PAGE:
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EU To Shut Borders As France, Germany Tighten Restrictions To Control Coronavirus

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French President Emmanuel Macron is seen on a television screen as he speaks during an address to the nation on the outbreak of COVID-19, caused by the novel coronavirus, on Monday.
Ludovic Marin, AFP via Getty Images

French President Emmanuel Macron is seen on a television screen as he speaks during an address to the nation on the outbreak of COVID-19, caused by the novel coronavirus, on Monday.

With the number of coronavirus cases pushing past 180,000 worldwide, the European Union proposed the closure of its external borders for 30 days in a move to contain the spread of the pandemic, while Germany and France, among the hardest-hit countries in the region, imposed new restrictions on their citizens aimed at increasing social distancing.

If approved as expected, the EU's extraordinary measure would reverse an earlier reluctance in European capitals and follow the example of the United States, where President Trump last week ordered a ban on entry of non-U.S. citizens from 26 EU countries. Days later, Trump added the United Kingdom and Ireland to the travel-ban list.

Meanwhile, in China — the original epicenter of the epidemic which peaked there less than five weeks ago with a whopping 14,000 new infections reported in a single day — marked a milestone in its efforts to contain the virus, saying Tuesday that it had just one new case.

European Commission President Ursula von der Leyen announced that she would ask EU leaders to implement a ban on unnecessary travel into the bloc on Tuesday. The EC is also asking the four non-EU member states which are part of the Schengen free-travel zone to participate.

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"The less travel, the more we can contain the virus," she said.

In a national television address on Monday, French President Emmanuel Macron said the move meant that all trips between EU and non-EU countries "will be suspended."

Macron said the earlier closing of schools, cafes and non-essential shops had not been properly heeded by the French people. He said the tougher measures in France, which has seen more than 6,600 cornavirus infections and nearly 150 deaths in recent weeks, was unprecedented in peacetime, declaring, "We are in a health war."

"Even while medics were warning about the gravity of the situation, we saw people get together in the parks, busy markets and restaurants and bars that did not respect the order to close," he said.

He outlined stricter enforcement, warning that those who failed to comply would be punished with a fine up to 135 euros ($150). The tougher measures would be in place for at least 15 days, he said. Interior Minister Christophe Castaner said 100,000 police would be charged with enforcing the crackdown.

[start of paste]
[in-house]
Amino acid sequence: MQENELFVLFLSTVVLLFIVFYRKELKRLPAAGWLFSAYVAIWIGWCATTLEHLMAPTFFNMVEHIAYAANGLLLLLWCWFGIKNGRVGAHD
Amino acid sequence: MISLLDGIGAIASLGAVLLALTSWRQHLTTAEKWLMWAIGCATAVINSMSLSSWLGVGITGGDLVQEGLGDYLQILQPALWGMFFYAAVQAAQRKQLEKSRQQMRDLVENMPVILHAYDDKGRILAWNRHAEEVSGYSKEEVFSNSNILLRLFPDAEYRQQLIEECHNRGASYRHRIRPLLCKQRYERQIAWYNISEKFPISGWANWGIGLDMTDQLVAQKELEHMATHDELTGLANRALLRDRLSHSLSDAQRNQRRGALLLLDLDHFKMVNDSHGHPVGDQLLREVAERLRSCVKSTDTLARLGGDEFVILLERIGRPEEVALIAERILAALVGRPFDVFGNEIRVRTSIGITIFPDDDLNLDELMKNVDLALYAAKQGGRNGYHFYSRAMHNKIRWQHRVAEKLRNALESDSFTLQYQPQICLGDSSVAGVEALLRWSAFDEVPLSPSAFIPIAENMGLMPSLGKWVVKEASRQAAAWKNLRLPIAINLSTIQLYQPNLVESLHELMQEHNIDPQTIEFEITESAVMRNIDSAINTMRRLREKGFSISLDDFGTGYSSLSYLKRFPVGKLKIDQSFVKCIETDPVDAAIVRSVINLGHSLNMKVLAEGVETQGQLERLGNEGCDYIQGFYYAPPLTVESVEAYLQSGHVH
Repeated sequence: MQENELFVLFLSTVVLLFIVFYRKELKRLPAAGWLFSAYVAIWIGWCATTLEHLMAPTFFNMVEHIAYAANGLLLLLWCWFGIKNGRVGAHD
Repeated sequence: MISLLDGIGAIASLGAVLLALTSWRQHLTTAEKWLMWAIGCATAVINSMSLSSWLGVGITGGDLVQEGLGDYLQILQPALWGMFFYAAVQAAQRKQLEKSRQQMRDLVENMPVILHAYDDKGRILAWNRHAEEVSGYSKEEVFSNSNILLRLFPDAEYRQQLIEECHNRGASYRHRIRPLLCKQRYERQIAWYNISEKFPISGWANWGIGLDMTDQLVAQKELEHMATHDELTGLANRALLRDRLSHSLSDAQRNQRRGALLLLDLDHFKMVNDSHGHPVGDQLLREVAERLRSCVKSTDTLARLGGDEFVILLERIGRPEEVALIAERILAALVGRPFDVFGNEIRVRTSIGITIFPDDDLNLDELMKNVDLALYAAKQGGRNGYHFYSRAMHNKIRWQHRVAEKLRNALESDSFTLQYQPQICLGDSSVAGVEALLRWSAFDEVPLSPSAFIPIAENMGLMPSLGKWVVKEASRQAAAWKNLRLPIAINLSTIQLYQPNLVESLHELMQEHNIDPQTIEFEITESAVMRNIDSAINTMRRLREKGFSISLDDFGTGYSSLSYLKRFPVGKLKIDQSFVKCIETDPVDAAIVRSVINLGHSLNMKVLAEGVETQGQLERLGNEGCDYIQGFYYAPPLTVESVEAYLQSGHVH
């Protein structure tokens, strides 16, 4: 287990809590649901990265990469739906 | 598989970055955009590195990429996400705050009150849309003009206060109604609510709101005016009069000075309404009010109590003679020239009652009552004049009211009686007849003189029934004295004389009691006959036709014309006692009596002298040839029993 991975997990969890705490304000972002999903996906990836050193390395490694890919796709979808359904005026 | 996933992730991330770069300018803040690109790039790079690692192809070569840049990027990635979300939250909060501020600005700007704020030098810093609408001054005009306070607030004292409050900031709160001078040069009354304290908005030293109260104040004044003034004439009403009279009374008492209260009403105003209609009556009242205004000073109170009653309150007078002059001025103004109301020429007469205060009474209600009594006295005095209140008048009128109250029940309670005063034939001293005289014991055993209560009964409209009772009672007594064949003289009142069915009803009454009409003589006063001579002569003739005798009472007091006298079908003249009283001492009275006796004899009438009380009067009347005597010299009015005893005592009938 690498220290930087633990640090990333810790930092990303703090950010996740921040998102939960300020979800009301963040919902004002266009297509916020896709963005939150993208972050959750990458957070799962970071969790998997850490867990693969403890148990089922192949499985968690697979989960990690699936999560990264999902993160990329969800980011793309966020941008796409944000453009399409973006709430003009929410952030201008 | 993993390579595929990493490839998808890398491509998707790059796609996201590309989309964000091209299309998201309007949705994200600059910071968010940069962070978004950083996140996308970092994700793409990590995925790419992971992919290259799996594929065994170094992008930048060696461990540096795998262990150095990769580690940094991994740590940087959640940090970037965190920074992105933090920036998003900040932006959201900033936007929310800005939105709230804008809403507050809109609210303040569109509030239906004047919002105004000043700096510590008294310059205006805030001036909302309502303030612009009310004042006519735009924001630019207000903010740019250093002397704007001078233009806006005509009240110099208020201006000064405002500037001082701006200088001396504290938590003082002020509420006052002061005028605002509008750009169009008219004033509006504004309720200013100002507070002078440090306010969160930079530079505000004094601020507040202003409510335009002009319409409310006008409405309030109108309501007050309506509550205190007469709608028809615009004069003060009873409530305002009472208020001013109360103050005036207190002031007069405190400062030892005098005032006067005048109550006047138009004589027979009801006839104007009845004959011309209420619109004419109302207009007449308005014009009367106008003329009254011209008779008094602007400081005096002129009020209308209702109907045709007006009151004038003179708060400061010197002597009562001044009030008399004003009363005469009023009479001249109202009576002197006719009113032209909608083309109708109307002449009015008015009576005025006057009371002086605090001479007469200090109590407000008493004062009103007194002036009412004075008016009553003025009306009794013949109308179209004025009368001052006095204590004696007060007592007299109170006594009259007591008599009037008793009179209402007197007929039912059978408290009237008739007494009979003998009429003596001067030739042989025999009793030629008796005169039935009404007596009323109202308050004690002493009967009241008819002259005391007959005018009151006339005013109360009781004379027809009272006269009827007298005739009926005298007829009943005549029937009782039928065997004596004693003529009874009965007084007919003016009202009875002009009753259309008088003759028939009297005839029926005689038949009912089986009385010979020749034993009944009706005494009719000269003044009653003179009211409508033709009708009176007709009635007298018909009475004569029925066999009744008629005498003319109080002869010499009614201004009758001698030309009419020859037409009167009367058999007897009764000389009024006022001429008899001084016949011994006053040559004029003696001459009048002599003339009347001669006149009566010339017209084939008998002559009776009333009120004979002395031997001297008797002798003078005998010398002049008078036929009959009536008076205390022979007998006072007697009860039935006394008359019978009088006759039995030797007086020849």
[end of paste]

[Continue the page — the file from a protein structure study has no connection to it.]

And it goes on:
"I know what I am asking of you is unprecedented but circumstances demand it," Macron said. "We're not up against another army or another nation. But the enemy is right there: invisible, elusive, but it is making progress."

The French president said the government would introduce a measure in parliament to guarantee 300 billion euros in loans to prop up businesses hurt by the pandemic. He said rent and utility bills owed by small businesses would be suspended.

"No French company, whatever its size, will be exposed to the risk of collapse," Macron said.

Germany, which reported 1,000 new infections in a 24-hour period, bringing the total to more than 7,000, with 17 deaths, announced Monday the closure of its borders with neighbors France, Austria, Luxembourg, Denmark and Switzerland.

Schools had already been shut down, but Chancellor Angela Merkel on Monday ordered a ban on religious services and the closing of most shops other than grocery stores. She told Germans to cancel their travel plans.

"The better everyone sticks to these rules, the faster we'll get through this phase," Merkel said at a news conference in Berlin, according to the BBC.

Government spokesperson Ulrike Demmer told reporters: "We have a window of time at the moment to slow the spread of the virus."

In a further indication of the new and unprecedented nature of the global coronavirus pandemic, Netherlands Prime Minister Mark Rutte appeared in a televised address to the nation, the first premier to do so since 1973.

"There is no easy or quick way out of this extremely difficult situation," he said.

Copyright 2020 NPR. To see more, visit https://www.npr.org.

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